Grant Schofield:               He was interesting, because when you got talking to him I was like … You asked him why he was doing it and his answer was, he’s like, “Well I’m now the second oldest here. I had four brothers, all of them died before they were 59,” and he said, “It’s not acceptable. We’re not doing that anymore, so we’ve changed …” I thought that was very powerful.

Dr. Glenn Davies:             Really, really cool.

Grant Schofield:               Yeah.

Dr. Glenn Davies:             Yeah. I don’t know. I really love the way they’re doing this in such an understated and humble way, but they are literally measuring their weight loss in tons, you know. That blows me away and you’re not hearing about this in the media.

Grant Schofield:               No one’s putting it up, and also it hasn’t really been a public health initiative. They’ve just gone on and done it.

Dr. Glenn Davies:             That’s what’s so cool about it. Yeah, there’s been no money spent on this.

Grant Schofield:               Yeah.

Dr. Glenn Davies:             You know, not a cent. They’ve just got on and done it.

Dr. Glenn Davies:             There’s another … Maybe changing the topic a little bit. Isn’t it so cool how every single person now has access to the highest quality of information if they spend the time looking for it, and everybody can learn about nutrition, everybody can work out for themself a nutrition plan. That’s the beauty of the internet and that’s what they’ve done down there. They’ve [crosstalk 00:26:40]

Grant Schofield:               Yeah, and more often than not it’s the exact opposite argument, which is [inaudible 00:26:46] and give them more information because they just, they’ll get too confused, but this hasn’t been the case.

Dr. Glenn Davies:             No. Yeah, that statement alone I think is 100% wrong. You know, people can access information, people can digest it, understand it, interpret it and they can become experts in a field. No longer is health the domain of the doctor. You know, health is the domain of everybody. We’re not there now to hold the information and tell people what to do. We’re there to coach them and support them on their health journey. That’s what’s different.

Grant Schofield:               It’s quite a different role isn’t it?

Dr. Glenn Davies:             You’re a coach. Your role is to encourage and support and sometimes maybe interpret, because when you look on the internet with any symptom, you’ve always got cancer haven’t you. Whatever symptom you look up, you’ve got cancer.

Grant Schofield:               Yeah, or like I was self diagnosing myself with adult ADHD the other day.

Dr. Glenn Davies:             I’ve got that too.

Grant Schofield:               [inaudible 00:27:47]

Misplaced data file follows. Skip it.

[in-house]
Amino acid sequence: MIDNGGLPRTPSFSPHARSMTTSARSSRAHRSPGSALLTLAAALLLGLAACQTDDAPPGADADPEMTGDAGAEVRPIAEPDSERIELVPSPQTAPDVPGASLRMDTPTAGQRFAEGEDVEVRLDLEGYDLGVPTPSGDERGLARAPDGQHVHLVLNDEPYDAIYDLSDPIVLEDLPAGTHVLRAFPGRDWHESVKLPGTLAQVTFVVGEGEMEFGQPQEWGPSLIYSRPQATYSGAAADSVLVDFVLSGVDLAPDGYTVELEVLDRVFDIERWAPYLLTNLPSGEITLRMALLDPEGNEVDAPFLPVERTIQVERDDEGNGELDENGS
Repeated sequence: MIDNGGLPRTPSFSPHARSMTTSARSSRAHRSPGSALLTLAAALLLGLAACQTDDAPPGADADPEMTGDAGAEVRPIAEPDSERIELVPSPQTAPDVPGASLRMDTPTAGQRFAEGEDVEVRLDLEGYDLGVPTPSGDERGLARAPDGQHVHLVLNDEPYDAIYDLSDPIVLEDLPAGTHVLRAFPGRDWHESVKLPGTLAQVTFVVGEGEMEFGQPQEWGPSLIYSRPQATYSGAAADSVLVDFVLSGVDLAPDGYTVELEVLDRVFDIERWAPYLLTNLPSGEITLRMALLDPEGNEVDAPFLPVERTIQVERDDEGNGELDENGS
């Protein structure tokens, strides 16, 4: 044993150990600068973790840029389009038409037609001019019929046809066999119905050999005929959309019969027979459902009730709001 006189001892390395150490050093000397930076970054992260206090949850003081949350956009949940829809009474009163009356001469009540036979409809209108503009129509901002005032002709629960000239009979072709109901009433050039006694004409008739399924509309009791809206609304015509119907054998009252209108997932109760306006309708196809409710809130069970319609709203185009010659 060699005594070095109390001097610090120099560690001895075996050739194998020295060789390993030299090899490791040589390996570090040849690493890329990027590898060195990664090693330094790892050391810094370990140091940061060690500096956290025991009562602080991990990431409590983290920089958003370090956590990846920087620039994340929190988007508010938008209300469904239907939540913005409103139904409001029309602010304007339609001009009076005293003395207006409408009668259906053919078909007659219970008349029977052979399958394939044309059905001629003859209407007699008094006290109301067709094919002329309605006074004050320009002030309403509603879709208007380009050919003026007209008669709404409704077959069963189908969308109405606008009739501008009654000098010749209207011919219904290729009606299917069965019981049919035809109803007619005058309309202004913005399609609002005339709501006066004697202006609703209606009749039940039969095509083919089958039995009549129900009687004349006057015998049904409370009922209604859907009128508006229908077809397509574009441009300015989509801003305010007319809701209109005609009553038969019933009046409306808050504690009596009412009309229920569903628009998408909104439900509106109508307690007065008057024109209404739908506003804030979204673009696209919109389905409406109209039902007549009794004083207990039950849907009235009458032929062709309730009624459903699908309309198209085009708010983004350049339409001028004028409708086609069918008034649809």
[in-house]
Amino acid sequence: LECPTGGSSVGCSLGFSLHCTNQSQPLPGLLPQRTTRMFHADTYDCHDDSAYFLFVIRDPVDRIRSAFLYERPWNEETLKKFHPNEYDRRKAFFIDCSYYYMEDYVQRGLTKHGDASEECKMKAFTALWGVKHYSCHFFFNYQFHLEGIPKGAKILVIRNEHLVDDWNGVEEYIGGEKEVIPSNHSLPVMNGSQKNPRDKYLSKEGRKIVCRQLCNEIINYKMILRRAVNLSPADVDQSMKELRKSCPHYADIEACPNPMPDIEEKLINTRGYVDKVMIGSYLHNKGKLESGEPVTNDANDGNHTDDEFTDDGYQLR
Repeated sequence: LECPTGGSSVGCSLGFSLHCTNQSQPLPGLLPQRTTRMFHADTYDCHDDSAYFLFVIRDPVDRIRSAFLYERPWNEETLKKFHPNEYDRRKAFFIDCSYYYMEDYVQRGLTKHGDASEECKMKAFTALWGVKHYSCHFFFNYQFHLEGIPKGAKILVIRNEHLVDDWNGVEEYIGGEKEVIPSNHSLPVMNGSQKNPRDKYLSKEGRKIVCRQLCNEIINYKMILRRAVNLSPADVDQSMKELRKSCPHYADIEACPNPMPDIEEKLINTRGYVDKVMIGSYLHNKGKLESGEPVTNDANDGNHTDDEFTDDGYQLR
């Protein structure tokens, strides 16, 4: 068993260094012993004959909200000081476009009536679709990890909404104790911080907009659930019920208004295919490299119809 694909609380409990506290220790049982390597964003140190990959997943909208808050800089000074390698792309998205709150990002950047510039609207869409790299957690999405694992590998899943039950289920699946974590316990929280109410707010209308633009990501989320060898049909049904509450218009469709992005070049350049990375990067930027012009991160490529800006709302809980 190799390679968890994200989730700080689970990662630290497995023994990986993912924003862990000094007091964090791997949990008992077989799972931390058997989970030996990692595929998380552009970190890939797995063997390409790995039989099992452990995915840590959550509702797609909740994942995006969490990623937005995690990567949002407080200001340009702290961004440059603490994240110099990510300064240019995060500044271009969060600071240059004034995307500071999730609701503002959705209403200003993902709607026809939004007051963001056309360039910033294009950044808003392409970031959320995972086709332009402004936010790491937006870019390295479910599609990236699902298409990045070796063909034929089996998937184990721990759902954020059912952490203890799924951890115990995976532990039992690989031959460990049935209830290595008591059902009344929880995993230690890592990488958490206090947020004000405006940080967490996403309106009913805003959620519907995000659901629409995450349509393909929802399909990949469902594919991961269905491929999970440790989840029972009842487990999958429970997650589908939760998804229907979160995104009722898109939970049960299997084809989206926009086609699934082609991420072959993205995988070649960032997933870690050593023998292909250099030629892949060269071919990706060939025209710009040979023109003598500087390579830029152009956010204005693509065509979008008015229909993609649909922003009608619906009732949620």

Dr. Glenn Davies:             Yeah. Yeah. No, that’s … I’ve forgotten what we were talking about.

Grant Schofield:               All right. That’s a good chance to switch, so lets just talk about you a bit more, about the lifestyle behaviors you might do. What do you do to keep healthy?

Dr. Glenn Davies:             I was actually thinking about this earlier today. Since I became a lifestyle medicine practitioner I have become far less healthy than I was before, mainly because of all of this work that we’ve been doing, it does take quite a lot of time and energy. I think I’ve probably doing less exercise.

Grant Schofield:               Although you’re pretty fit, aren’t you, [inaudible 00:28:30]

Dr. Glenn Davies:             I haven’t been fitter, but yeah I do … If I can’t run or mountain bike I will always go for a walk.

Grant Schofield:               Yeah.

Dr. Glenn Davies:             Yeah, I always try, but yeah, it’s just that all this work sort of takes up quite a lot of time doesn’t it?

Grant Schofield:               Yeah, right.

Dr. Glenn Davies:             Diet totally different. I am absolutely sold on the concept that you have to keep your insulin levels under control and I will eat the amount of carbohydrate that I need to to control my insulin. How I do that is I’ll periodically measure my ketones and if there are some ketones there, like I don’t require myself to be at 0.5 and above, but if there’s some ketones, I know that my insulin level is under control.

Grant Schofield:               It’s low, it has to be.

Dr. Glenn Davies:             I’m managing my carbohydrate intake to maintain some level of ketosis and that’s because ketones and insulin are on a seesaw, you can’t have high insulin and ketones and if you’ve got ketones you can’t have high insulin. That’s just a really simple way that I can monitor the main determinant of metabolic health, which is insulin.

Grant Schofield:               Okay, so what … A good day’s eating in the last few days, what might it have looked like?

Dr. Glenn Davies:             My breakfasts, I will try and have an omelet for breakfast. Sometimes a little bit lazy and it might be eggs on paleo toast.

Grant Schofield:               Yeah.

Dr. Glenn Davies:             Otherwise I’ll use a grain free granola with Greek yogurt and berries. Always try and have some berries every day.

Grant Schofield:               Yeah.

Dr. Glenn Davies:             That’ll usually be breakfast. Lunch, I would try and do a salad with some protein, chicken usually.

Grant Schofield:               Yeah.